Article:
O is a round sound: The relationship between sound and meaning in 66 different languages

O is a round sound: The relationship between sound and meaning in 66 different languages

Research shows that the sound of some words relates to the concept they refer to

Many linguists have assumed that the relationship between sound and meaning in human languages is completely arbitrary. Take fire, for example: in Mandarin, it is huǒ; in Arabic, nār; and in Finnish, tuli. These words don't quite look alike, which means that the meaning of fire can't be related in any way to how they are expressed in different languages.

But what if some meanings are expressed similarly across different languages? Try to say blow and pay attention to how your mouth moves. Did you notice that the shape your mouth makes is actually similar to when you blow air?  If we look at the words for blow (air) in different languages – bulda in Korean, vuvia in Swahili, fúj in Hungarian, fuku in Japanese – they somehow look similar to each other, and more interestingly, similar to the mouth movement of blowing out air.

Rounded vowels (o or u) appear more frequently in words for round things.

A study published in October 2019 in the journal Linguistic Typology by Ian Joo, a PhD student with the Eurasia3angle research group at the Max Planck Institute for the Science of Human History, tested whether some meanings are expressed similarly in unrelated languages around the world. Joo gathered the words for 100 basic concepts (such as water, run, or dog) in 66 unrelated languages. Then, he examined whether any type of sound is equally frequent for a given concept across languages – which should be true if the sound-meaning relationship is completely arbitrary. For example, there is no reason to believe that nasal sounds – such as m or n – are more frequent in words for “water” than in words for “dog.”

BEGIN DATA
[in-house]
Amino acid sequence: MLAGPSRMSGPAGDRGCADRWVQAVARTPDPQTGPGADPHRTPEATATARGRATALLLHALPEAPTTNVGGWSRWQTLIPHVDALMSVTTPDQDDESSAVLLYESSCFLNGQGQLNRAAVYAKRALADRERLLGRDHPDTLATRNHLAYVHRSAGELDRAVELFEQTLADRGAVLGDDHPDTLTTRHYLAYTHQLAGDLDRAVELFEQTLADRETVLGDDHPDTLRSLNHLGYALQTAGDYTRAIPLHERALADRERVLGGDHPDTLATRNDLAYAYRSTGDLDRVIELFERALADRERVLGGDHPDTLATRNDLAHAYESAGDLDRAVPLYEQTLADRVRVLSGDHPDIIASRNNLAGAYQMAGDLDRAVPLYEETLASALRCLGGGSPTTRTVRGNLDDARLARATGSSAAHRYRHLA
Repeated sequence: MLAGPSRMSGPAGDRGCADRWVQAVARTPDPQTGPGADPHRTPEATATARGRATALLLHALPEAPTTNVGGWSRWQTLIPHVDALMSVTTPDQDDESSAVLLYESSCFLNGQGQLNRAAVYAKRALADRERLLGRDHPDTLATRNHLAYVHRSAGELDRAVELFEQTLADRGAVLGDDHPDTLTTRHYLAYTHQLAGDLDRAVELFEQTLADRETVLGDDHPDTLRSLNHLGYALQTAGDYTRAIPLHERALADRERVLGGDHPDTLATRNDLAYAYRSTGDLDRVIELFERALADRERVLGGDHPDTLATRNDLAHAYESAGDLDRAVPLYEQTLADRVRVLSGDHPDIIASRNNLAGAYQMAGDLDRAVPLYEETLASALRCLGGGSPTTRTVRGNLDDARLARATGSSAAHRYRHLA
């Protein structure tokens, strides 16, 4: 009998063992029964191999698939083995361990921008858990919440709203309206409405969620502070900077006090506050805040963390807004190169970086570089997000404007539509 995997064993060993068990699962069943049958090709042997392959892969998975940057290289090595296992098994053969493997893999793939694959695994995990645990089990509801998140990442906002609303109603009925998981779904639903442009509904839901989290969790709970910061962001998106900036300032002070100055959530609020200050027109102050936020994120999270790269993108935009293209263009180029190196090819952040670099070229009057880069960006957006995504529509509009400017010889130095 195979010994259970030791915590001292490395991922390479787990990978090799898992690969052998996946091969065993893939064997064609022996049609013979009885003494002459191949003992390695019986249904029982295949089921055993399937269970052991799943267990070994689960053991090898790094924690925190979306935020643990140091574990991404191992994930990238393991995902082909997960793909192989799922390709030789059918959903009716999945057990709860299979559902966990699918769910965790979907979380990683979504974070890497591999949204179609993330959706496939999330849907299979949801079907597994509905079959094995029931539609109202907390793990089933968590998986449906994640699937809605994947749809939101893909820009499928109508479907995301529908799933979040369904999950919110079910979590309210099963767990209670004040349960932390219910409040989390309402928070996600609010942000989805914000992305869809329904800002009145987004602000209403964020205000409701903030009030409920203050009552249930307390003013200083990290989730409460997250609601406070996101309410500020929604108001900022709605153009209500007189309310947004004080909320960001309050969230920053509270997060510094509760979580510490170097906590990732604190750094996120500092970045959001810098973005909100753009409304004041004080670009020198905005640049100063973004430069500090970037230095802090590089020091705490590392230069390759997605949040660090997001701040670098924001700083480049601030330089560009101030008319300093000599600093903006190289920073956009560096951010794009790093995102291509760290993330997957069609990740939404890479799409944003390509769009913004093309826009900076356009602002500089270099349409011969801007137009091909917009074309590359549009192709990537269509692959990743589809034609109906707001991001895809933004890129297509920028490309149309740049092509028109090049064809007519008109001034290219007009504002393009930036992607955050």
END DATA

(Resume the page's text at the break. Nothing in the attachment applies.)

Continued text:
In many languages, the words for round things tend to have rounded vowels, sounds whose pronunciation involves rounding the lips, such as o or u.

Joo showed that such is not always the case. As Joo explains, “rounded vowels – sounds whose pronunciation involves rounding the lips, such as o or u – are more frequent in words that are related to round shapes, be it circular, spherical, hemispheric, or cylindrical." Note that this is only a tendency, not a rule – for example, none of the English words for these four concepts has an o or u. On the other hand, in French, all the corresponding words have a rounded vowel: nombril for “navel”, œuf for “egg”, genou for “knee,” and cou for “neck.

Sound-meaning relationship in human languages is not completely arbitrary.

If o and u are frequent words for round concepts, what about other sounds and other concepts? Joo also found that words denoting mouth movements – such as blow and suck – tend to contain sounds whose pronunciation resembles those mouth movements. For example, words for blow tend to have a labial sound – a sound articulated by the lips, such as p, b, f, v, w, or u – which replicates the movements made by the mouth when blowing out air. On the other hand, words for suck tend to have the ch sound. “Now we can understand why something like the popular candy Chupa Chups –from the Spanish word chupar which means 'to suck' – actually ‘sound’ like a lollipop to suck on, even if you don't speak Spanish,” says Joo.

These findings support the recently growing idea that in our languages, sounds are not arbitrarily mapped onto concepts, but that sounds that somehow relate to meanings are given preference. As Joo concludes, "sound-meaning association in human languages is not completely arbitrary and conventional but is also significantly motivated by human cognition biases."

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